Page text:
17 December 2012

Tanzania: Constitution Review Exercise Test for Zanzibar GNU

THE recent wave of political squabbling involving the ruling CCM and Opposition CUF on the Union structure is a worrying trend that is proving a tough test for the Government of National Unity (GNU) on how best it can handle the situation.

Tension has especially been growing at the public forums organised by the Constitution Review Commission (CRC) as the first phase of the exercise, aimed at collecting views from individuals, closes here after covering all regions. CRC Chairperson, Judge Joseph Warioba, and one of the commissioners, Professor Mwesigwa Baregu, admit that the exercise in Zanzibar has been a very challenging one, which analysts opine is due to the uniqueness of the isles politics.

There had been times when the CRC had to ask for assistance from the police to ensure security and complete the exercise peacefully at the views collection gatherings followings threats to peace. Groups of unruly youths had on a number of occasions posed a security risk, threatening to obstruct some people picked to give their views.

According to CRC procedures, all the people are free to give their opinions in any of its forums, anywhere, which some political party leaders opposed, saying that arguing that only residents living around a certain area should be allowed and not 'outsiders'. CCM and CUF followers and even their leaders were divided on this process. While CCM blamed CUF for organizing its supporters to occupy front seats, CUF complained that CCM were ferrying followers in almost all forums.

Top CCM leaders in Zanzibar, including Isles President Dr Ali Mohamed Shein, Second Vice-President Ambasador Seif Ali Iddi and the Deputy Secretary General (Zanzibar), Mr Vuai Ali Vuai, vowed in public to defend the current union structure of two governments, urging members and supporters to follow suit.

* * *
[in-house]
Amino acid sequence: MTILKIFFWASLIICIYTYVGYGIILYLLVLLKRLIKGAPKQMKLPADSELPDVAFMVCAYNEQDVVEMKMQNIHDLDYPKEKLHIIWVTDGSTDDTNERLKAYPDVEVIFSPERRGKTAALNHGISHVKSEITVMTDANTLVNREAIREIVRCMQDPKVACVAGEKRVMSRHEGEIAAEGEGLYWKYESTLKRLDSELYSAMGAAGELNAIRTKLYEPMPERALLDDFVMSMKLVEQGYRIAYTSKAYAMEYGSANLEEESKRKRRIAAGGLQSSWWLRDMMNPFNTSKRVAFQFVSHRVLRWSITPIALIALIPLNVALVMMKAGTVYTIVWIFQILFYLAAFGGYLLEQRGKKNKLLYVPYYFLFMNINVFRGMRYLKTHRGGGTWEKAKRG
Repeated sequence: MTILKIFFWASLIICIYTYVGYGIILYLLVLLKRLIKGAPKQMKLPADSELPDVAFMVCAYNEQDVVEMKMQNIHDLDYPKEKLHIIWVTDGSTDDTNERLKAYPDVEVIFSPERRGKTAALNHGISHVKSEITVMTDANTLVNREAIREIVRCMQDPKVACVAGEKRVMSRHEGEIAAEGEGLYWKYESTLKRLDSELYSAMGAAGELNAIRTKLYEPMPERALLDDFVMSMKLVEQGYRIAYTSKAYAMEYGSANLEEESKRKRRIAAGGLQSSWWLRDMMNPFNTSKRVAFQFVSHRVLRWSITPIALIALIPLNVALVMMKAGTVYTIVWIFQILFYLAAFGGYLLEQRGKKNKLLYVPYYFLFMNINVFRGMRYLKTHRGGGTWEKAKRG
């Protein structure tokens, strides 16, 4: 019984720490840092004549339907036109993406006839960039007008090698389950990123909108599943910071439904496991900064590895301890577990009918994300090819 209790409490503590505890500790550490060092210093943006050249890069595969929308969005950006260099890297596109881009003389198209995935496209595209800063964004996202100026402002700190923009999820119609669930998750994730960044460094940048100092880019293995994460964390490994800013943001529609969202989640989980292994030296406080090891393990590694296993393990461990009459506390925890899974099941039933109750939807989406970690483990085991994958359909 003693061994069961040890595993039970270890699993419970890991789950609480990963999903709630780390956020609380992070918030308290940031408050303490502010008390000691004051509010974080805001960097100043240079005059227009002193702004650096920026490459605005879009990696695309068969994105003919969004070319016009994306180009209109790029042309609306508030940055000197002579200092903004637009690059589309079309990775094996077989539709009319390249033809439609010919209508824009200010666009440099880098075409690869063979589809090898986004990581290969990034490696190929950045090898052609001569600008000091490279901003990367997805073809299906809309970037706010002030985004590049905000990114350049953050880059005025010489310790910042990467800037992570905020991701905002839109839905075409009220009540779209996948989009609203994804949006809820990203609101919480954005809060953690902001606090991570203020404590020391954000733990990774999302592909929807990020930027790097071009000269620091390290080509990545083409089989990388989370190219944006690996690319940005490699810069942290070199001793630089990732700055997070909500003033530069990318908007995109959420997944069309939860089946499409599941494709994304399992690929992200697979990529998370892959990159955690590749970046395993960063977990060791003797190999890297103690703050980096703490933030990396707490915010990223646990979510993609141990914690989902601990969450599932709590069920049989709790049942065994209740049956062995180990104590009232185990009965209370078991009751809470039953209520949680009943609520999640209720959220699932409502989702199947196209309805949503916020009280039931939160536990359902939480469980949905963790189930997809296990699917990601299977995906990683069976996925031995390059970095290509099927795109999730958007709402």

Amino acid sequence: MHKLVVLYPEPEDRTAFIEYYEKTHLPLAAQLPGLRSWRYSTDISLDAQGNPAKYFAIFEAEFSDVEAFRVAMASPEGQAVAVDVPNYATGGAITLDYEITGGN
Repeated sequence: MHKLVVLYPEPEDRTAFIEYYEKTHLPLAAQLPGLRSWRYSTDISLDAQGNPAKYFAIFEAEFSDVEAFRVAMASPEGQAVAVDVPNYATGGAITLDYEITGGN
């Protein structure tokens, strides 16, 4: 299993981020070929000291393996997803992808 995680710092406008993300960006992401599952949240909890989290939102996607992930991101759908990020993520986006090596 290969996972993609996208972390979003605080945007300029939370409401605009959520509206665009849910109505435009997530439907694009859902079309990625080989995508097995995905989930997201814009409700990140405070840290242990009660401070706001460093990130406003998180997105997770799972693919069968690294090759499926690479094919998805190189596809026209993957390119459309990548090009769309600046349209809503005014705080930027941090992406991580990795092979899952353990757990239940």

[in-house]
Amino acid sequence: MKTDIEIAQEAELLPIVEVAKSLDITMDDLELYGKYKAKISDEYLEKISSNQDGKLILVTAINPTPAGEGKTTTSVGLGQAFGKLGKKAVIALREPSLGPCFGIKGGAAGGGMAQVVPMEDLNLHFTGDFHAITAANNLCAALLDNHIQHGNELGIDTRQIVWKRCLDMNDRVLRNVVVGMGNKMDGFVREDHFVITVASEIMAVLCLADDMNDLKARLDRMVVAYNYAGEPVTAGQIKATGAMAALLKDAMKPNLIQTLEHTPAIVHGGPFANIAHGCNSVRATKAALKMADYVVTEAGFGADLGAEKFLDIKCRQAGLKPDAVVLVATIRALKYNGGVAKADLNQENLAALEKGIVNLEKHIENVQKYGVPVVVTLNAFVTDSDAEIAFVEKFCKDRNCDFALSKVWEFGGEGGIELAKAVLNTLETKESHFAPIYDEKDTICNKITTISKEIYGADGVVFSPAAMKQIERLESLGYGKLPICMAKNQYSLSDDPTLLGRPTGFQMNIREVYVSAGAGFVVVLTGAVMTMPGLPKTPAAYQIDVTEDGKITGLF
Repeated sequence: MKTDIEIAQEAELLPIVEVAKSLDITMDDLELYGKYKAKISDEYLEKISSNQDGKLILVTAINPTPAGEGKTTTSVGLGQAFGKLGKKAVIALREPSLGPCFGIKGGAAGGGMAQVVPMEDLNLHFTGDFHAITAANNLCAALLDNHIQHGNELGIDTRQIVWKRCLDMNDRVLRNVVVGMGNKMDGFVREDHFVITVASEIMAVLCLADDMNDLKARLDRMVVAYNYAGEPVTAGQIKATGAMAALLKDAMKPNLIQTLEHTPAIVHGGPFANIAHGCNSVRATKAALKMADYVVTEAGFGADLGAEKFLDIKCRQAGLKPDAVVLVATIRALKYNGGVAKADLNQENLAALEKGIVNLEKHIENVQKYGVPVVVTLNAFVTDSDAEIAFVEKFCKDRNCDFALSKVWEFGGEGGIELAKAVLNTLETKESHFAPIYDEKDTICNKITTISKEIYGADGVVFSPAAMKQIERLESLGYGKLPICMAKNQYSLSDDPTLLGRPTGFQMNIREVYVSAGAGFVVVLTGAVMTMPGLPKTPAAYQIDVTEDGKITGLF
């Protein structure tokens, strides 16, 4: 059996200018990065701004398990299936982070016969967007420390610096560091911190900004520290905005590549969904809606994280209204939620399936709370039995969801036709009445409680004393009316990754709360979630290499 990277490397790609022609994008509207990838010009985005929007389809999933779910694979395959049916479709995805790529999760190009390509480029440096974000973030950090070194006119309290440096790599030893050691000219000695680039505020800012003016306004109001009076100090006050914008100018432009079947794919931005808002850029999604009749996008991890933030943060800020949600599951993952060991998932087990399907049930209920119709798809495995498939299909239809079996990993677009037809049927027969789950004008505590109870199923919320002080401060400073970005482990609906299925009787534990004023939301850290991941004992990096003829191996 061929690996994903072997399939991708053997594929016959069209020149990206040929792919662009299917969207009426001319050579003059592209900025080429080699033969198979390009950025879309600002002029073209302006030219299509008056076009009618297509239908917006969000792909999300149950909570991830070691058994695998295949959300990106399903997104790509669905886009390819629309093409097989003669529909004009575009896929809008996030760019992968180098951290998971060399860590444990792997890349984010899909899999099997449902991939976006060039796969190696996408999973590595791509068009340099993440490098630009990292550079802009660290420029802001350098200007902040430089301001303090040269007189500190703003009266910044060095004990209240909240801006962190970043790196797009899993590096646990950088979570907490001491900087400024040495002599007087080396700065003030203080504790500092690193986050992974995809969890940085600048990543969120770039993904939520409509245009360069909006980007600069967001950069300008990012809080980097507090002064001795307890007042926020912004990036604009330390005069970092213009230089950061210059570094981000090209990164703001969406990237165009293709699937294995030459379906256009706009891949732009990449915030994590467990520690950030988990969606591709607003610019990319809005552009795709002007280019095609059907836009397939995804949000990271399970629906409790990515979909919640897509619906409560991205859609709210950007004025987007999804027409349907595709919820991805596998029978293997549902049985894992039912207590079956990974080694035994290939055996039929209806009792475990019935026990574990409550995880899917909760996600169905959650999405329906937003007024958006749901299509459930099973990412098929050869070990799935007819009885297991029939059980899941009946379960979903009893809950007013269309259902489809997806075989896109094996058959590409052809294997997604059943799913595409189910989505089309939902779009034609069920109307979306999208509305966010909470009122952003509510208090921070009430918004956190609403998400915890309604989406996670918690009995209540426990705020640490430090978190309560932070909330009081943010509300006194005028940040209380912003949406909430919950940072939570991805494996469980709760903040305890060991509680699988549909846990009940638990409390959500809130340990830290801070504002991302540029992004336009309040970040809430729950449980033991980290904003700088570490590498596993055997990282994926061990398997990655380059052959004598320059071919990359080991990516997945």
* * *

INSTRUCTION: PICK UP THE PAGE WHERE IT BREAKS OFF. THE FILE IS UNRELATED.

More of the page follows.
Ambassador Seif has said that all those who were using the constitutional review process to comment on the need to restructure the Union were wasting their time, stressing that the merger was "here to stay in its current form." On the other side, CUF's strongman and First Vice-President, Mr Seif Sharif Hamad, stood in various forums and ask Zanzibaris to give views that will lead to the isles' sovereignty, including having a seat in the UN.

Some CCM members, including veteran politician Hassan Nassor Moyo and Mr Mansour Yussuf Himid voiced a similar demand. When the CRC started collecting views in July in the ongoing process towards having a 'new Union constitution' before 2015, Uamsho, an Islamic propagation group, was condemned for interfering with the process, particularly persuading people to either boycott or demand the nullification of the Union.

But at this time when almost all Uamsho leaders are in jail for instigating unrest in October this year, CCM and CUF have gone back to the old days when they accused each other of responsibility for the instability at the forums. The CRC is blaming political leaders who have been interfering with the process of collecting views from the people on the new constitution by influencing their members in Zanzibar on what to say.